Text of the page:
Sevilla taught mainly Analytical chemistry at the UST Graduate School. However, his teaching repertoire is deeply entrenched in Physical and Organic chemistry. Teaching undergraduate physical chemistry can be traced from Dean Mariano Pangan and Professor Estrella Rivera who taught the course before him. De Guzman’s recollection of Rivera’s teaching style, was her competence to derive formulas and the absence to inject humor in her lectures. “The class was quite insipid.” De Guzman recalled.

Rivera’s sudden demise mid-semester of 1974, during Alice Aguinaldo’s physical chemistry lecture class, left a gaping hole in the teaching roster of the department. Sevilla picked up from where Rivera left and continued to teach the course until 1983 before he left for Manchester. The early eighties was a period when physical chem became one of the most dreaded courses to chemistry majors. The number of failing students at the end of each semester is short of horrific. But it was also an era in Sevilla’s teaching career that became one of his best, turning out many bright students, many of whom went into either teaching or research. This was no doubt due to the diligence of Sevilla as a teacher.

“Sevilla was one of two who represented Santo Tomas to attend the 1969 seminar on a Molecular Approach in the Teaching of Organic Chemistry organized by Prof. Clara Y. Lim-Sylianco.” Lilian Sison (Chemistry, 1968) recollected. The seminar was intended to assist organic chemistry teachers who are in transition of teaching the course from pure memory work to a molecular orbital approach in explaining reaction mechanisms -and thus began affection to teach Organic chemistry. This incursion with organic chemistry similarly took Sevilla to teach Organic Analysis to chemistry majors. The design of the laboratory component for this coursework is purely his own. It was at this stage when organic spectroscopy, then a sprouting new field, was assimilated in the curriculum.

The Organic Chemistry Teacher’s Association (OCTA) sprout out of this 1969 seminar. Sevilla was one of the original co-founders of the organization and his contributions to OCTA, then a fledging organization have been wide and deep. From assisting in the founding of an organization that afforded teachers a venue to regularly update themselves in organic chemistry, to building a network component of chemistry educators to include Professors Lillian Sison, University of the Philippines’ Angelita Reyes and Far Eastern University’s Consorcia Mendoza-Empaynado (Chemistry, 1954), to name a few. These personalities will become key administrators in their respective universities in the years to come.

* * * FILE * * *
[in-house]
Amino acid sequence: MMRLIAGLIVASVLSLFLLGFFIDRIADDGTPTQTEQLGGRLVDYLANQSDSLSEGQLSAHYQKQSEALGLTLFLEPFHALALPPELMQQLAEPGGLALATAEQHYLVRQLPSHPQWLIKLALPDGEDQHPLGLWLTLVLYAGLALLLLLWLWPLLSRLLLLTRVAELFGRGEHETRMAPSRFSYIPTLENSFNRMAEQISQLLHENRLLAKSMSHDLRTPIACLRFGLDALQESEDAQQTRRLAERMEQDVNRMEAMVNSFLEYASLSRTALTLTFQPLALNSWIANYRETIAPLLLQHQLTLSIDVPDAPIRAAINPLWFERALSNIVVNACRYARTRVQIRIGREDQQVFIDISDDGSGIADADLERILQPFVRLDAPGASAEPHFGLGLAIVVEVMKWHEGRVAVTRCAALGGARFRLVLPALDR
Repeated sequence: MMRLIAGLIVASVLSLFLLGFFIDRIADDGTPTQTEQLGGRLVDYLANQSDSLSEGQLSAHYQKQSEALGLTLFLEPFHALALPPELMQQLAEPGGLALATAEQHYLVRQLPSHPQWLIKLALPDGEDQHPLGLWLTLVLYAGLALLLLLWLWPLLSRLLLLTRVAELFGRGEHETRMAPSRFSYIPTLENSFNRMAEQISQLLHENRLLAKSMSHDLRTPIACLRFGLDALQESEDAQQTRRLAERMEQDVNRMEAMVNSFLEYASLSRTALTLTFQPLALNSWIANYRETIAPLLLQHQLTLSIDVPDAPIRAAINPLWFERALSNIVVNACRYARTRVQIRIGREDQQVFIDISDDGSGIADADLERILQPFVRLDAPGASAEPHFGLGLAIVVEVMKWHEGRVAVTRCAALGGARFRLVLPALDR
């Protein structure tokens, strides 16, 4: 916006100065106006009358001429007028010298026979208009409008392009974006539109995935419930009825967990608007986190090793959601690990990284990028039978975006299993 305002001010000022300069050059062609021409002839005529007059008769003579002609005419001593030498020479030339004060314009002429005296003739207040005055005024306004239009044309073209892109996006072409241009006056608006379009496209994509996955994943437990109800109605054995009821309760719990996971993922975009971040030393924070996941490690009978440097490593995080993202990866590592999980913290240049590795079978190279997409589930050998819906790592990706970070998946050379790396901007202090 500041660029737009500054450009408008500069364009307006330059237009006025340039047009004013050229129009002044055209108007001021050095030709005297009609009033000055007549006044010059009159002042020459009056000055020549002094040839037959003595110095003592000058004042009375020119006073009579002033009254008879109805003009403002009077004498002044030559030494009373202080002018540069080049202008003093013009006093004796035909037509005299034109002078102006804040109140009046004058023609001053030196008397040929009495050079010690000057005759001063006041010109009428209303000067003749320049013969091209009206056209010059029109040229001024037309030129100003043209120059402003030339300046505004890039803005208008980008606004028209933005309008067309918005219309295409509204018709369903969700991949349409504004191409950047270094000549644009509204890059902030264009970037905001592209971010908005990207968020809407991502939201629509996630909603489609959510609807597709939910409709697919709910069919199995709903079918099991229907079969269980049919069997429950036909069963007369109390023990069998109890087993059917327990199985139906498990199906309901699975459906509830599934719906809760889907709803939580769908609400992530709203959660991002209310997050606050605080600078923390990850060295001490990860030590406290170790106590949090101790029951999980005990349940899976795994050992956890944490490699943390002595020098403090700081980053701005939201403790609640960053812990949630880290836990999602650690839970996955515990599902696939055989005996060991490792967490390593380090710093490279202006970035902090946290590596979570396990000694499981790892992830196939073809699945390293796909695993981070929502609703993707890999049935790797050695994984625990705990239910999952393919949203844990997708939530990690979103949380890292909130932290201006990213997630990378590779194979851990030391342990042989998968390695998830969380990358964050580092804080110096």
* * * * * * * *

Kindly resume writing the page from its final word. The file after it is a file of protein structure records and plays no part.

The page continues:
Sevilla, the Thomasian

Fortunato Sevilla, III (b. 1947) had his primary school to collegiate education at Santo Tomas, culminating with a degree in chemistry in 1968, Summa cum Laude.
A British Council scholarship afforded him to pursue graduate studies in the United Kingdom. Masters and doctoral degrees in Instrumentation and Analytical Science from the University of Manchester Institute of Science and Technology (UMIST) was completed 1984 and 1987, respectively.

Unknown to most people, there is a tinge of Blue Eagle blood running in his veins. Shortly after graduation, in a chance visit at Ateneo, Sevilla was asked if he was interested to take the graduate entrance examinations, scheduled on that same day. He took the bait, and passed it, without fanfare.

In Ateneo, he established himself as one of the best students, completing all course requirements with high distinction. He did a semester of coursework before he decided to apply for a teaching stint back at Santo Tomas. He reminisced it was such a physically demanding effort considering the daily grind of traveling from Espana to Loyola Heights, whilst maintaining a regular teaching load at Santo Tomas. But all these was quite worth it, for he has high regards to the professors he was fortunate to meet: Modesto Chua, Amando Kapauan and Fr. William J. Schmidt, S.J., to namedrop a few. Short of completing the degree because of thesis research, he was particularly amused to recall his oral comprehensive examinations when his examiners ran out of questions for him and had to teasingly shoo him away.

Sevilla, the Administrator